What is a pet emergency?

Unfortunately, accidents and illness happens with our furry family members, and often at the most inopportune time. Though we have no way of knowing when these events will occur, we can be prepared and have a plan in place, should an emergency arise.

How do you know when to call or when to take your pet for emergency or medical care? You know your pet best. If you are concerned about your pet, you are NEVER wrong to call. Here are some guidelines when you SHOULD seek immediate medical help for your pet.

General Guidelines
Any problem that persists longer than 24 hours
Any problem that worsens over several hours
Refusal to drink for 24 hours or more
Body temperature less than 100° F or greater than 104° F
Unconsciousness
Choking, difficulty breathing, or nonstop coughing or gagging
Seizures
Inability to urinate or pass stool, or pain accompanied with urination or defecation

Gastrointestinal Problems
Frequent bouts of vomiting or diarrhea resulting in loss of large volumes of fluid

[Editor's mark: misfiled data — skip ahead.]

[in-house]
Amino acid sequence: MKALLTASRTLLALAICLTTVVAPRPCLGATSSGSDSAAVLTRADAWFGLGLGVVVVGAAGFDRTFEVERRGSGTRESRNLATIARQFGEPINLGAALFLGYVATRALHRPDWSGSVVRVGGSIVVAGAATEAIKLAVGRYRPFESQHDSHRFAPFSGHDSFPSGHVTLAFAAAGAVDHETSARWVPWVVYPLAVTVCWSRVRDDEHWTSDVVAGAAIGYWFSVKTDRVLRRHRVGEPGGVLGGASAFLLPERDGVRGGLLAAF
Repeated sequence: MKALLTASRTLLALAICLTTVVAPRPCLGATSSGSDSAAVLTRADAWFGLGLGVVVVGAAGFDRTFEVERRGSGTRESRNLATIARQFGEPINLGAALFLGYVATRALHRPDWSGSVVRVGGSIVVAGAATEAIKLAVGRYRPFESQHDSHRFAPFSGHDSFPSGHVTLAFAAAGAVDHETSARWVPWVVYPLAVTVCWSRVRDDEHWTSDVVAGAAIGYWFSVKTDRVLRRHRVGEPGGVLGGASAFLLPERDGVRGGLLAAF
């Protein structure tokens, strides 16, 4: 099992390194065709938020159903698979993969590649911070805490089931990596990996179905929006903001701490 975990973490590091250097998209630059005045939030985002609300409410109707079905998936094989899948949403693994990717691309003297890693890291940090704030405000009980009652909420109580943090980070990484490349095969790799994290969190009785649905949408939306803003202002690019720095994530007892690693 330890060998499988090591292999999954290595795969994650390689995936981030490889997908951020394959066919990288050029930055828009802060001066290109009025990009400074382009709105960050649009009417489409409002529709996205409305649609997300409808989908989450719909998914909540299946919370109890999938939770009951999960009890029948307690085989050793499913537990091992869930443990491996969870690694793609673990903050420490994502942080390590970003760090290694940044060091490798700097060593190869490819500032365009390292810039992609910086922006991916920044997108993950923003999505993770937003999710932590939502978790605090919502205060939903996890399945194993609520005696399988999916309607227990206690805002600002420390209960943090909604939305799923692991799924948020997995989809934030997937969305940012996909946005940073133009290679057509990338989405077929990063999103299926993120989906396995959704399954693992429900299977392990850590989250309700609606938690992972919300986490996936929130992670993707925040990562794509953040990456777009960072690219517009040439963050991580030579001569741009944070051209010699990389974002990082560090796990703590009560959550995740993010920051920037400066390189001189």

Inability to drink or keep water down
Blood or black material (digested blood) in the vomit or stool
Vomiting followed by ingestion of foreign material (toys, rocks, garbage, etc.)
Suspected poisoning
Suspected bloat (in large dogs)

Bleeding
Bleeding from any body cavity (nose, mouth, anus)
Bleeding accompanied by bruising of the skin, especially the abdominal skin
Bleeding that can’t be stopped by pressure application
When you think blood loss has been excessive
Weakness, difficulty breathing, or reluctance to move after a bleeding episode

Lameness
Obvious fracture of a limb
Nonweight-bearing lameness persisting more than 12 hours
Paralysis of one or more limbs
Lameness that initially improves but does not resolve in 24 to 48 hours

Other Emergencies
Trauma
Venomous snakebite or attack by another animal
Heatstroke or heat stress
Eye injuries

The best way to deal with pet emergencies is to be prepared. Please have our number handy. For after hours emergencies or concerns, we recommend Triangle Veterinary Referral Hospital (919-489-0615) and Veterinary Specialty Hospital of the Carolinas (919-600-6600). Both of these hospitals are located in Durham and are open 24 hours.

(Information for this article provided by the following sources: ASPCA, DogWatch, AAHA, and AVMA.)

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